Sasha DiGulian on Her First Ascent at Waterval Boven
In July, 20-year-old rock climbing phenom Sasha DiGulian made the first ascent of Rolihlahla, a new 8c/+ at South Africa’s Waterval Boven. It took her just three days to redpoint the route, which is the first she has ever freed. It also happens to be one of the hardest female first ascents ever done.
WM: How does it feel to nail your first ascent—and be the first woman to do it?
Sasha: I was incredibly excited to complete this project. There is such a special element to that process of unlocking sequences and realizing the formerly impossible, and this route embodied this experience for me. Since it was first bolted in 2008, no one had managed to figure the route out, so to be the first to prove that indeed the line was climbable was quite moving. 😀
WM: What makes Rolihlahla one of the most spectacular (and hardest) lines you’ve ever climbed?
Sasha: Rolihlahla includes very technical movements, small edges, a crack, and some dangerous falls that pushed my limits mentally as well as physically. In order to send the climb, I had to narrow in on the sequences in front of me and let everything else fade away. If you think about falling while climbing the route, you will probably fail. The route is spectacular in its movements and its aesthetics. It traverses an exposed blank face that before I climbed it was completely blank. Putting chalk on the holds and figuring out ways to make the moves possible was a really neat experience.
WM: What was the scariest or toughest part of the climb for you?
Sasha: The scariest part of the climb for me were some of the gnarly falls that I took and the potential to get hurt. The time before I did the route I fell and flipped upside down, hitting my back into the shark fin ledge beneath the initial crux. This fall footage will definitely be included in the video that 3 Strings Productions is producing coming early this fall! I had to zone the potential of falling out and just focus on climbing.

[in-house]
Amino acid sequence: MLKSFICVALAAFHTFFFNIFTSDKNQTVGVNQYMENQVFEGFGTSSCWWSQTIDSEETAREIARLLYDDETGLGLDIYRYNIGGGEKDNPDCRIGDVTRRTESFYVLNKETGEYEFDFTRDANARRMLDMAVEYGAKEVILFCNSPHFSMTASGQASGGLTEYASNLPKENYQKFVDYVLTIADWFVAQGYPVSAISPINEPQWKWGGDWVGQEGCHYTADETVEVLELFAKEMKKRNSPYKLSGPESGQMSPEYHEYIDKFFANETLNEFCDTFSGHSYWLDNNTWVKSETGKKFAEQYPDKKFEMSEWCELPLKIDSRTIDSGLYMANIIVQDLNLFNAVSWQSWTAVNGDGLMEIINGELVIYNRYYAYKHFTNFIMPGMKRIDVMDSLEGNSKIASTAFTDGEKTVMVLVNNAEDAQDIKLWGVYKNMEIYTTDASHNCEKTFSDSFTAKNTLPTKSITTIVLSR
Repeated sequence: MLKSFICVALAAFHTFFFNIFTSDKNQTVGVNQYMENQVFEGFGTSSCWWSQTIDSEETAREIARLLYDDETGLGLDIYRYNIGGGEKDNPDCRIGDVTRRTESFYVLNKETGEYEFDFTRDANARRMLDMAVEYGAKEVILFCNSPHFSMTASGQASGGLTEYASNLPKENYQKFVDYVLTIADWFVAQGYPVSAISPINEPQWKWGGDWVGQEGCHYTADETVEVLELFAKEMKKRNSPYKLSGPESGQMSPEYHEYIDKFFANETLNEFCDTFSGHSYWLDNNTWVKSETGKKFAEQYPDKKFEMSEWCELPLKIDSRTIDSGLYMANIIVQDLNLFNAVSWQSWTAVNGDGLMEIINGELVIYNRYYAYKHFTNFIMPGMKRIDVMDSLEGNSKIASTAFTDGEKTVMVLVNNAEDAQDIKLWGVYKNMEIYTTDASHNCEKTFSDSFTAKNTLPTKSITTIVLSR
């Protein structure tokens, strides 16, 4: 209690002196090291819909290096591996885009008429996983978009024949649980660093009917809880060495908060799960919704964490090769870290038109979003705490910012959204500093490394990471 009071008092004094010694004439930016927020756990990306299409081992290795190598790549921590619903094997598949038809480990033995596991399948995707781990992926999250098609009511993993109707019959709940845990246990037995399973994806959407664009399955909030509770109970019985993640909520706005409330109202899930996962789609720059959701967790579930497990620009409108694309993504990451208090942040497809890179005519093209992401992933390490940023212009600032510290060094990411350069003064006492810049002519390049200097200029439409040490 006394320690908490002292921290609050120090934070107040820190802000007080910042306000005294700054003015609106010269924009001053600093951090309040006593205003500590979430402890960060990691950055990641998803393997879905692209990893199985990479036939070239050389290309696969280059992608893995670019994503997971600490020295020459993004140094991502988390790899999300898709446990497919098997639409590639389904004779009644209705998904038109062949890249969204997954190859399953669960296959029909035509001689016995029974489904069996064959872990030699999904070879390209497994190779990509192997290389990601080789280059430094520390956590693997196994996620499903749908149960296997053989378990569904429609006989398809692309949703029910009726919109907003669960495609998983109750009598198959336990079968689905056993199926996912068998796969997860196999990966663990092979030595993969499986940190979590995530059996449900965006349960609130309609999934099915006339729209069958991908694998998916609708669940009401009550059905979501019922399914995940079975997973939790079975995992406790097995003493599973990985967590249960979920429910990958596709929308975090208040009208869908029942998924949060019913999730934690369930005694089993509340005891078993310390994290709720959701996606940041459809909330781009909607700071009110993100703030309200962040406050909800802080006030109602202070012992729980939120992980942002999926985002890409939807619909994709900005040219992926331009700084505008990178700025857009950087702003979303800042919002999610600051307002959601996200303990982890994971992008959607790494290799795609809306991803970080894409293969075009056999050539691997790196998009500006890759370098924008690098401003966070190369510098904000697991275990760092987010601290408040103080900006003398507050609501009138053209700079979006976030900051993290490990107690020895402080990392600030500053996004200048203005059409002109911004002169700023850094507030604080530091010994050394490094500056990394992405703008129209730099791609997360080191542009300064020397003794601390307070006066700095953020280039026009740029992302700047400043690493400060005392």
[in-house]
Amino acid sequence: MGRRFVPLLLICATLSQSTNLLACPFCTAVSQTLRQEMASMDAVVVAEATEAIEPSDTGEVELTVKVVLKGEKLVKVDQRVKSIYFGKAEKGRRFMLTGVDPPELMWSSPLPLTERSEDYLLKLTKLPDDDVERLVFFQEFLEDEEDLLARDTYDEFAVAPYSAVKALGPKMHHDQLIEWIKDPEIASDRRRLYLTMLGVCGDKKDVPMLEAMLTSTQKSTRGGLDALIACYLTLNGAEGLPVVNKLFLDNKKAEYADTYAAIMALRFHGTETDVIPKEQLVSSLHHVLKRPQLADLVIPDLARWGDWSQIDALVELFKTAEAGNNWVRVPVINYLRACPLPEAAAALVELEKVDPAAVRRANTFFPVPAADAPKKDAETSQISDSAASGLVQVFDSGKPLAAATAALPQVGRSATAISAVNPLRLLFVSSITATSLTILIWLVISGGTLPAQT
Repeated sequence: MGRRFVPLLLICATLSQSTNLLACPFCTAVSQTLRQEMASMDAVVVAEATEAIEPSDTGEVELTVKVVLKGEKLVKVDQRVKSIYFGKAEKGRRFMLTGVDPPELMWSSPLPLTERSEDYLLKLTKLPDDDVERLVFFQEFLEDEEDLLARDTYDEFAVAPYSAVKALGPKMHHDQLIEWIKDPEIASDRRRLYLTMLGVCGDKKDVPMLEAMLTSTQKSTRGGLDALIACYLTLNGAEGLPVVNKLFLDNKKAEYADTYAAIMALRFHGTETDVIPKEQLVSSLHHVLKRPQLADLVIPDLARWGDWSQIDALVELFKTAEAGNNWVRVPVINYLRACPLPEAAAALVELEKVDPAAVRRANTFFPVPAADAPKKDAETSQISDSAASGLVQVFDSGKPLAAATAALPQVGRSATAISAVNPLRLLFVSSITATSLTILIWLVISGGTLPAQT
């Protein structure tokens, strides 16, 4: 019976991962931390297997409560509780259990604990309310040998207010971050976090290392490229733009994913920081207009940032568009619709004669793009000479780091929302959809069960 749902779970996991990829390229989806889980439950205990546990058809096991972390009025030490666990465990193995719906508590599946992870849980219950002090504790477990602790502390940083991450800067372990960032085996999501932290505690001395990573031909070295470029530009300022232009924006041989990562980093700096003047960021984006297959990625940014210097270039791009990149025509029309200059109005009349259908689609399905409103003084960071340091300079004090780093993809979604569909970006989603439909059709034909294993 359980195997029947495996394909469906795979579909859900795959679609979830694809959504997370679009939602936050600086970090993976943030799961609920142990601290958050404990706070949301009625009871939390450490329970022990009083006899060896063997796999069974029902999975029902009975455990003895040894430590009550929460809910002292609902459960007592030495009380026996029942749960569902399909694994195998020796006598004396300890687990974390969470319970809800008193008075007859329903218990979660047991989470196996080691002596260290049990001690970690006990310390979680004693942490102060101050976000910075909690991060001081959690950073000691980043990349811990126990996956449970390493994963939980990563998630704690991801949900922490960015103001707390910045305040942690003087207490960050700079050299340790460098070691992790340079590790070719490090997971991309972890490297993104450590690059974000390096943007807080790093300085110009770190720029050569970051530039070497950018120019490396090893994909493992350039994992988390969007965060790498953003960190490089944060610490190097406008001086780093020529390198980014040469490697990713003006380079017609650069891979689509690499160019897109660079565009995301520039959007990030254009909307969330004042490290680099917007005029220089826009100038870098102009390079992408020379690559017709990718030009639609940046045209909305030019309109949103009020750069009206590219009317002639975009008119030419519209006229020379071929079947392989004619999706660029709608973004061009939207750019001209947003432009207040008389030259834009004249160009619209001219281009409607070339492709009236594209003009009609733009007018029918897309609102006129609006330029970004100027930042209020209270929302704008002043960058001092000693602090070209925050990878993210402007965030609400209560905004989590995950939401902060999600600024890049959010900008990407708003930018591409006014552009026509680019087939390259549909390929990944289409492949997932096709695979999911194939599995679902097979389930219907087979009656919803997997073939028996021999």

WM: What was the most beautiful or satisfying part of the climb?
Sasha: The most beautiful parts of the climb were the fragile and technical movements and the line’s sheer exposure. The most satisfying feeling was unlocking sequences and figuring out that the route was possible. I felt the sensation of satisfaction clipping the anchors at the top and knowing that I had figured out the way to succeed on this line.
WM: Why did you choose to name the climb Rolihlahla?
Sasha: “Rolihlahla” is Nelson Mandela’s middle name and I chose this name as a tribute to Nelson Mandela. Mandela is one of the greatest men in history and it is moving to be here during such a critical period for South Africa. With Mandela’s ailing status, the world is on high alert for his dwindling well being. Driving through the country, we can feel the community’s deep-hearted passion and love for him.
As for the difficulty, I chose to grade the route “8c.” I think that this is an appropriate grade in comparison to other 8c’s that I have done. Arjan de Kock, who I worked the route with from the start, nabbed the second ascent and confirmed this grade as well to me. Grades are obviously subjective, though, and ultimately what matters most is the unique exquisiteness of this line. [This answer from http://www.sasha-digiulian.com/blog.]
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